Can Jury Draw An Inference of Guilt from Defendant's Silence When He Testifies ?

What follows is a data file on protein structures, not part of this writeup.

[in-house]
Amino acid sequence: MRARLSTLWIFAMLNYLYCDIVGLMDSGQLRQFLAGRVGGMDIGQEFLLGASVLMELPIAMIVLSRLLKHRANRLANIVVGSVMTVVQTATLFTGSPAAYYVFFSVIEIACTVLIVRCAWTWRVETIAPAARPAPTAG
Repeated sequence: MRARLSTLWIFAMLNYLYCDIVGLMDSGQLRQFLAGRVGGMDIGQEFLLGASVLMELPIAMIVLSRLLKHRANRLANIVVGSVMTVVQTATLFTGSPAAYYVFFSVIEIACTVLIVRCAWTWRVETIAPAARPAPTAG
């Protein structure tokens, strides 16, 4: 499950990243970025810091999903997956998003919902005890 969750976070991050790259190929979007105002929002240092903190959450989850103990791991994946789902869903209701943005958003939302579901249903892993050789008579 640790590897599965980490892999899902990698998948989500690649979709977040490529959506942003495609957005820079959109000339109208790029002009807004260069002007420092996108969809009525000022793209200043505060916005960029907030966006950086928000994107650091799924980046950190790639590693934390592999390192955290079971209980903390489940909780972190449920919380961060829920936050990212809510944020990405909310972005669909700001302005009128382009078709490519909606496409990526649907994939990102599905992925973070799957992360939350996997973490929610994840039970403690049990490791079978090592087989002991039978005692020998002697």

In Cf. United States v. Weber, 437 F.2d 327 (3d Cir. 1970), the Third Circuit stated: Once a defendant takes the witness stand he waives his Fifth Amendment privilege and makes himself liable to cross-examination as an ordinary witness. Moreover, it is permissible, even in a trial upon a multi-count indictment, for the court to charge that a jury may draw an inference of guilt from a defendant's silence when the defendant testifies as to some facts, but refrains from testifying as to other facts within his knowledge. Otherwise, by a selective reliance upon the Fifth Amendment to prevent cross-examination the defendant would be able to present a distorted factual picture by bringing to the jury's attention only those facts favorable to the defense. Id. at 334-35.